20 September 2010


The Devil May Be Bad, but the Movie is Good

I have to admit, when I first heard of a movie based on a story by M. Night Shyamalan , I had a laugh. He has not been worth anything since Signs. He seems to be more of a punch line now more than anything. Yet, the concept seemed intriguing. I took a screenwriting class where one of our assignments was to write a scene in which three or more characters are stuck in an elevator. They all had to have a unique voice. So, when I saw this movie, at first, it looked like someone stole my idea. As it happens, my friend and co-writer that I met in said-class, called to see if I wanted to go see Devil. He had free tickets, so I figured, why not. It’s only 80 minutes. How bad can it be?

Devil opens with a voice over about how the devil likes to take human form and torture his victims in life before claiming them for eternal damnation. Later, the security guard refers to this as “the Devil’s meeting.” He narrates the story, telling of how it starts with a suicide, which happens. This allows the devil to take human form. Throughout the movie, the narrator gives insight as to what will happen next. The security guard I mentioned above does the narrating.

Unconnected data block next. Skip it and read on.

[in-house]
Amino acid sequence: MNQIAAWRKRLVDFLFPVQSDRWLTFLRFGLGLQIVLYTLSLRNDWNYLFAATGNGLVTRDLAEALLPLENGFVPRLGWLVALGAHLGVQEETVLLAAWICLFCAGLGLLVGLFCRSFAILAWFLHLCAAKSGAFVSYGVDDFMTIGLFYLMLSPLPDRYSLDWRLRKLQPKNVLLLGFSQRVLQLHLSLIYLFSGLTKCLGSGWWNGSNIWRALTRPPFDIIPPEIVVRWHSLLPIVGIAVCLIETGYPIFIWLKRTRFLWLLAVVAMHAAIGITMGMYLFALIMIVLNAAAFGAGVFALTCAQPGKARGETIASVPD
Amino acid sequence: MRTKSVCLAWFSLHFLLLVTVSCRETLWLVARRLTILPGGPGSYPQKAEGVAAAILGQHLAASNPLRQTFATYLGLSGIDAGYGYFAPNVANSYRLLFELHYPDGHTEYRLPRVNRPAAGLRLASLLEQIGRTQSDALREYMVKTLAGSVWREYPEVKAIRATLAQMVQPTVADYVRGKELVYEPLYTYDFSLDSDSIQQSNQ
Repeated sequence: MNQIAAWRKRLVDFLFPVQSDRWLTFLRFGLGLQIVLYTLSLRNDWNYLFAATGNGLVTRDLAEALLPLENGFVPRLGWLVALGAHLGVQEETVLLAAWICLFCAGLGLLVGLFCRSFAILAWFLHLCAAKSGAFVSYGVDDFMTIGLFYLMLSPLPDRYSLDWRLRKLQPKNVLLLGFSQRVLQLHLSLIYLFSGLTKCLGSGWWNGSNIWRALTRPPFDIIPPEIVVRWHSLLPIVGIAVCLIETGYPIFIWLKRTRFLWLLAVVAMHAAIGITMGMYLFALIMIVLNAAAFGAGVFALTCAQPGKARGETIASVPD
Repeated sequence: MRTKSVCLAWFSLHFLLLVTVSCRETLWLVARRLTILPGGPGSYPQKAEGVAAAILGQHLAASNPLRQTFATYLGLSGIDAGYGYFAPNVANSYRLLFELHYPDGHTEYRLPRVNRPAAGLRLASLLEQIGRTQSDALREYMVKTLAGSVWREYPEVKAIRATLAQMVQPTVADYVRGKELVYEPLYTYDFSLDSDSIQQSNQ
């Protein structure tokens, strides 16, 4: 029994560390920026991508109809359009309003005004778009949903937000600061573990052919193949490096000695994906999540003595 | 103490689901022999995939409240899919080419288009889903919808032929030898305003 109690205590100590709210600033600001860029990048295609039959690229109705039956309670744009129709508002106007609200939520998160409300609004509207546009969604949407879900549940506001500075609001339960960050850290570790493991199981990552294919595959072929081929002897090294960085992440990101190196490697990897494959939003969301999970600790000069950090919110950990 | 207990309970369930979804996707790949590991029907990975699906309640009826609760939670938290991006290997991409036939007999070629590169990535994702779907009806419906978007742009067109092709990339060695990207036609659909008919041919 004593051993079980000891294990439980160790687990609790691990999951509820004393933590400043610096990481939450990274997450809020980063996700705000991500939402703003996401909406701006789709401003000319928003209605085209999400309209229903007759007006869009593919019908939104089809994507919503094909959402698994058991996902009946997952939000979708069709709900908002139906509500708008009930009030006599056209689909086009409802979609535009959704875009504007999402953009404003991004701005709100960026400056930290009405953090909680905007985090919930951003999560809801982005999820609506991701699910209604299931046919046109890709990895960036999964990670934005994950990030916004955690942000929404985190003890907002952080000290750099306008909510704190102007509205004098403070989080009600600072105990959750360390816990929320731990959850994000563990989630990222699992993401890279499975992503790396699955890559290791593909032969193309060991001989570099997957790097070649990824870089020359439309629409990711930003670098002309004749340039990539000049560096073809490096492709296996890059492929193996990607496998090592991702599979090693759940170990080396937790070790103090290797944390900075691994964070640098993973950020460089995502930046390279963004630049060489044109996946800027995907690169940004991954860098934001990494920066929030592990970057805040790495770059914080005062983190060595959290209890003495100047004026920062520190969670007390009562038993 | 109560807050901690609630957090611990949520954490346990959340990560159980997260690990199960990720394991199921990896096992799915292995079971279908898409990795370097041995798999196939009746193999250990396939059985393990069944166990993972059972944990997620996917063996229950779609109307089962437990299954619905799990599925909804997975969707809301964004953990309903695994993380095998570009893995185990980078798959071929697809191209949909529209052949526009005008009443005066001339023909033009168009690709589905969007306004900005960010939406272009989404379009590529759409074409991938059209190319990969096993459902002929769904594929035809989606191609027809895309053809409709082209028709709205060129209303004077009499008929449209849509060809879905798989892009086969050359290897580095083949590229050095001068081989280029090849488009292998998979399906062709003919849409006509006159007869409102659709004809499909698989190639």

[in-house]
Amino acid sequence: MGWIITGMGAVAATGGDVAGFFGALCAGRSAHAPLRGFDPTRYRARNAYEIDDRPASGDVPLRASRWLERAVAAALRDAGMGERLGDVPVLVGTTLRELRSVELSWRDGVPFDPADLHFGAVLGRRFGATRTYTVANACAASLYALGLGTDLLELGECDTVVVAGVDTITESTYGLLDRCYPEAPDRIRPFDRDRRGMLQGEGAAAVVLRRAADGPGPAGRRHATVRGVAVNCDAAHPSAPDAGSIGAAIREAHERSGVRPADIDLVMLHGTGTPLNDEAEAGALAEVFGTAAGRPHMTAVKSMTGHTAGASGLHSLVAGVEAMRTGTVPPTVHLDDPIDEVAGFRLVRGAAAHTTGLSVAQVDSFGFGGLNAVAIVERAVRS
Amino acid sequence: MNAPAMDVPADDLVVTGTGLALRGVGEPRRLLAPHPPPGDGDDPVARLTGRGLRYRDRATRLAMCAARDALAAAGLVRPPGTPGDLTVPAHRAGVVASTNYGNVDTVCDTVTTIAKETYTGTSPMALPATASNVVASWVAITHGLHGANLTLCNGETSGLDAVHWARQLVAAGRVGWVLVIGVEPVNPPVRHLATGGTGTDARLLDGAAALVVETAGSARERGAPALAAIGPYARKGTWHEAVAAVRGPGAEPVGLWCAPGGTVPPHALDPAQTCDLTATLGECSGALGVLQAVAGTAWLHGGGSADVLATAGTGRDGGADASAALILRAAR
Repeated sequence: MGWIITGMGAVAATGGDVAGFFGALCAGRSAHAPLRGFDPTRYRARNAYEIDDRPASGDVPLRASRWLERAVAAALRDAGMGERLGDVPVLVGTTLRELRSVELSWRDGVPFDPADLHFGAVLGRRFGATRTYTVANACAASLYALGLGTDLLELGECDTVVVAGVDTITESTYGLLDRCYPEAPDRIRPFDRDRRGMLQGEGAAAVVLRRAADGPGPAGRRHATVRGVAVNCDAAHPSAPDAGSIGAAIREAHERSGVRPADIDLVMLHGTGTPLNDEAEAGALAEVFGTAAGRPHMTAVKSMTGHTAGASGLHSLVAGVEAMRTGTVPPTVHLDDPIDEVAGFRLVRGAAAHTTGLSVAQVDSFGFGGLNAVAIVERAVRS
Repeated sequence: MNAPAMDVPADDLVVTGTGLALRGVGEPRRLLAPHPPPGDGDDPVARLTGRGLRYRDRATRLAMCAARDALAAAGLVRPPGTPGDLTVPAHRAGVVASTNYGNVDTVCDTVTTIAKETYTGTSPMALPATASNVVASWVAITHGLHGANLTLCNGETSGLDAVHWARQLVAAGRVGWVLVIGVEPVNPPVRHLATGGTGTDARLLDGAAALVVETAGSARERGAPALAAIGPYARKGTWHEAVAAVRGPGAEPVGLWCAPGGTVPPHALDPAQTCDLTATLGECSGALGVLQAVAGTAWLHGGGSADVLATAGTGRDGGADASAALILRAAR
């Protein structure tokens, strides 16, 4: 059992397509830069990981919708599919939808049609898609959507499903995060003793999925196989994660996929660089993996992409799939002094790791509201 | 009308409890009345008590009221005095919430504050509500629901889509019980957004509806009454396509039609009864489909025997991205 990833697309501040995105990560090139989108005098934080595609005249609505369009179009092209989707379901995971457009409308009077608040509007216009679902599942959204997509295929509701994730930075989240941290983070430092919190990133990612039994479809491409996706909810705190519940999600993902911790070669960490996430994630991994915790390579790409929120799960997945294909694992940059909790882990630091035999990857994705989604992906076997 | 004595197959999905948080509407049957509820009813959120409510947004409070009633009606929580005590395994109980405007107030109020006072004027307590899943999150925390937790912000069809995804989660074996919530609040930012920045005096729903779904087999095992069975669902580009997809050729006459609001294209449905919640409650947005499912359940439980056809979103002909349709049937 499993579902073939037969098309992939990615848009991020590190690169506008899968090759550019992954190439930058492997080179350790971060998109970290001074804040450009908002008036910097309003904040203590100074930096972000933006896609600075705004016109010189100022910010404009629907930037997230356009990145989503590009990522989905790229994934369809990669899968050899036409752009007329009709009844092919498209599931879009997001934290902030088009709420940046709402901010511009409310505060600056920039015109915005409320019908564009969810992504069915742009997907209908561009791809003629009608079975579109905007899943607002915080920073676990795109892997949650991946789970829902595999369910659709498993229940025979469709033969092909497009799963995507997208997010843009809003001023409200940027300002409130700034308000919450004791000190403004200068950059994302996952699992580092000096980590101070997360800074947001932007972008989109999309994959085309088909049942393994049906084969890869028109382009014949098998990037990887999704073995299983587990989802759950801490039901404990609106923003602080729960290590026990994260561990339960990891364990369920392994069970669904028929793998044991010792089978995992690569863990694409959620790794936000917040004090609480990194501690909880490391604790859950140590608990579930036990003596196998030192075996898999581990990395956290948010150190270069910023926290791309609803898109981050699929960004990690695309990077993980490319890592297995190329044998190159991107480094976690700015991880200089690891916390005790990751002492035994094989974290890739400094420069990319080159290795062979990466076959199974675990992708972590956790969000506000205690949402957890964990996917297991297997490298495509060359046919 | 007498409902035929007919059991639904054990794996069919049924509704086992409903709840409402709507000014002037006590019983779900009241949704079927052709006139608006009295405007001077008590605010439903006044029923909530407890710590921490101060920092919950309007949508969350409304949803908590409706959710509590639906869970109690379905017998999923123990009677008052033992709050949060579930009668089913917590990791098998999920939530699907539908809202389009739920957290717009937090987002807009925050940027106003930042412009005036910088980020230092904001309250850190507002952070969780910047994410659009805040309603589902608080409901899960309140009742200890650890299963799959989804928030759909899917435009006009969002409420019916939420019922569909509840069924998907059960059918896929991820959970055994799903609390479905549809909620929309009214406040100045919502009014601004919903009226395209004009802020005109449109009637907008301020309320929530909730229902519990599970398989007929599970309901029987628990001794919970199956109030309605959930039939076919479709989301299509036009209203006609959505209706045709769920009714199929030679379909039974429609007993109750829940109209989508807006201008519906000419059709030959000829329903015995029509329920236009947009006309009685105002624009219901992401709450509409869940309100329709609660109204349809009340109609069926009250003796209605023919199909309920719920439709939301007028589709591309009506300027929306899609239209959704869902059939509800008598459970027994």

So, five strangers get into an elevator, which just so happens to be an express elevator, and head up. They are an older woman, a male security guard, a mattress salesman, a rich woman and a shady looking guy. I have to admit, the dialog was entertaining. Each character had their own feel and motivation.

When the elevator stops, two security guards notice and ask the maintenance guy to look into it. In classic horror movie fashion, the cameras work, but the two-way speaker only works one way. The security desk can talk to the elevator, but not vice versa. The narration warns that people that try to get in the way of the devil’s plan wind up paying for it. The maintenance guy finds this out. Meanwhile, the lights flicker, and go out. When they come one, one of the passengers meets their demise. This was a stroke of genius. It allows there to be violence, but not seen keeps it PG-13. Also, the pitch black with noise all around helps keep things eerie.

A detective looking into the jumper from the beginning answers the call of the stuck elevator after the first death. Of course, he has a backstory. While he tries to get to the trapped passengers, other dies. All things come full circle. The voice over, the detective’s backstory, and everything going on in the elevator cab get nicely wrapped up. I just wish that they would have pulled the final twist and tied in the jumper from the beginning.

Verdict: I am afraid people are not going to see Devil because of M. Night’s involvement. That is too bad. This was a very entertaining popcorn flick. I recommend this. I just hope people, and you, can look past M. Night. He really has nothing to do with this film.

16 September 2010

The Town